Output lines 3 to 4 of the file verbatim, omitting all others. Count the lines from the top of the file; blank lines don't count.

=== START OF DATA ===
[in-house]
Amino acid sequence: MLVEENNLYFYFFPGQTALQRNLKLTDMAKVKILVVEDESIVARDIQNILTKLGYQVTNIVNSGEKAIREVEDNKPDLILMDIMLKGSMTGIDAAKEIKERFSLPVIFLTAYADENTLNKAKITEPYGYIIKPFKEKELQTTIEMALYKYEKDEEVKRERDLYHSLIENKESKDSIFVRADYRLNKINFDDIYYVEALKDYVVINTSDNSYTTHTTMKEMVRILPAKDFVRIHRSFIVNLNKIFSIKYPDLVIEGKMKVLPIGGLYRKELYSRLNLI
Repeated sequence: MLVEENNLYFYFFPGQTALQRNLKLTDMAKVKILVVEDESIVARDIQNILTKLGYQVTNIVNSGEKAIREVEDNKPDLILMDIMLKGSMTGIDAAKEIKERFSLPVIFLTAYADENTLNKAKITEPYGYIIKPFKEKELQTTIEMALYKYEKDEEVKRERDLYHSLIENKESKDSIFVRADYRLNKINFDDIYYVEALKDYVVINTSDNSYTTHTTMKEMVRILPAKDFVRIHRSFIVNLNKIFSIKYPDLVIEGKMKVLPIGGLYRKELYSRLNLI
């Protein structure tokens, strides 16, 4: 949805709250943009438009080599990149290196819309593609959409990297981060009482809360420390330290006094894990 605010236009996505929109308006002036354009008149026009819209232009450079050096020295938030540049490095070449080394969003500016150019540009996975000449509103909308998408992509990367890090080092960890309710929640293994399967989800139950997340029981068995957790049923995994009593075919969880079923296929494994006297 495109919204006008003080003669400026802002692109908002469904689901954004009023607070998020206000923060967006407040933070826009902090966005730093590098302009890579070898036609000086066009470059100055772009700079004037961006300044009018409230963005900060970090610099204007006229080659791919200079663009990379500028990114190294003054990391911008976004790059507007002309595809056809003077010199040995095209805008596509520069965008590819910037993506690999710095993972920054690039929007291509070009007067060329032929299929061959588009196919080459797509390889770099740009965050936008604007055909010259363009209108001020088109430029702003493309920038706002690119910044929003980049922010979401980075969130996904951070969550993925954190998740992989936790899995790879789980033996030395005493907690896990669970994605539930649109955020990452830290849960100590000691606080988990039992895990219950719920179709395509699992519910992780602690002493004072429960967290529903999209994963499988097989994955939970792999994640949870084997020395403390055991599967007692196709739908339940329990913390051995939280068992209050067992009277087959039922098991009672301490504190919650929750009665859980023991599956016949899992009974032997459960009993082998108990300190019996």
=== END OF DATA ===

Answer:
Repeated sequence: MLVEENNLYFYFFPGQTALQRNLKLTDMAKVKILVVEDESIVARDIQNILTKLGYQVTNIVNSGEKAIREVEDNKPDLILMDIMLKGSMTGIDAAKEIKERFSLPVIFLTAYADENTLNKAKITEPYGYIIKPFKEKELQTTIEMALYKYEKDEEVKRERDLYHSLIENKESKDSIFVRADYRLNKINFDDIYYVEALKDYVVINTSDNSYTTHTTMKEMVRILPAKDFVRIHRSFIVNLNKIFSIKYPDLVIEGKMKVLPIGGLYRKELYSRLNLI
């Protein structure tokens, strides 16, 4: 949805709250943009438009080599990149290196819309593609959409990297981060009482809360420390330290006094894990 605010236009996505929109308006002036354009008149026009819209232009450079050096020295938030540049490095070449080394969003500016150019540009996975000449509103909308998408992509990367890090080092960890309710929640293994399967989800139950997340029981068995957790049923995994009593075919969880079923296929494994006297 495109919204006008003080003669400026802002692109908002469904689901954004009023607070998020206000923060967006407040933070826009902090966005730093590098302009890579070898036609000086066009470059100055772009700079004037961006300044009018409230963005900060970090610099204007006229080659791919200079663009990379500028990114190294003054990391911008976004790059507007002309595809056809003077010199040995095209805008596509520069965008590819910037993506690999710095993972920054690039929007291509070009007067060329032929299929061959588009196919080459797509390889770099740009965050936008604007055909010259363009209108001020088109430029702003493309920038706002690119910044929003980049922010979401980075969130996904951070969550993925954190998740992989936790899995790879789980033996030395005493907690896990669970994605539930649109955020990452830290849960100590000691606080988990039992895990219950719920179709395509699992519910992780602690002493004072429960967290529903999209994963499988097989994955939970792999994640949870084997020395403390055991599967007692196709739908339940329990913390051995939280068992209050067992009277087959039922098991009672301490504190919650929750009665859980023991599956016949899992009974032997459960009993082998108990300190019996």